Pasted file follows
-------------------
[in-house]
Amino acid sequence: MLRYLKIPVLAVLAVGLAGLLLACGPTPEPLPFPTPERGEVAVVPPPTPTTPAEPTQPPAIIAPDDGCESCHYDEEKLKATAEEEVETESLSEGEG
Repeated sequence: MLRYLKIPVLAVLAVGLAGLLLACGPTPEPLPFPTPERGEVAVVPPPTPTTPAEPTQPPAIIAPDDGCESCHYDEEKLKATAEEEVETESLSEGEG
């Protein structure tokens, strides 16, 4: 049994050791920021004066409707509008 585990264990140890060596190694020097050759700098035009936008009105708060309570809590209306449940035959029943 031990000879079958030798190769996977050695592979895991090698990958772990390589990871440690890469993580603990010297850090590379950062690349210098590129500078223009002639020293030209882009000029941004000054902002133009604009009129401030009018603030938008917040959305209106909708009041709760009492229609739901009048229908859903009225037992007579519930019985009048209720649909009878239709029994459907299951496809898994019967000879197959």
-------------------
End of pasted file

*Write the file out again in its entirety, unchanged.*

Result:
[in-house]
Amino acid sequence: MLRYLKIPVLAVLAVGLAGLLLACGPTPEPLPFPTPERGEVAVVPPPTPTTPAEPTQPPAIIAPDDGCESCHYDEEKLKATAEEEVETESLSEGEG
Repeated sequence: MLRYLKIPVLAVLAVGLAGLLLACGPTPEPLPFPTPERGEVAVVPPPTPTTPAEPTQPPAIIAPDDGCESCHYDEEKLKATAEEEVETESLSEGEG
């Protein structure tokens, strides 16, 4: 049994050791920021004066409707509008 585990264990140890060596190694020097050759700098035009936008009105708060309570809590209306449940035959029943 031990000879079958030798190769996977050695592979895991090698990958772990390589990871440690890469993580603990010297850090590379950062690349210098590129500078223009002639020293030209882009000029941004000054902002133009604009009129401030009018603030938008917040959305209106909708009041709760009492229609739901009048229908859903009225037992007579519930019985009048209720649909009878239709029994459907299951496809898994019967000879197959």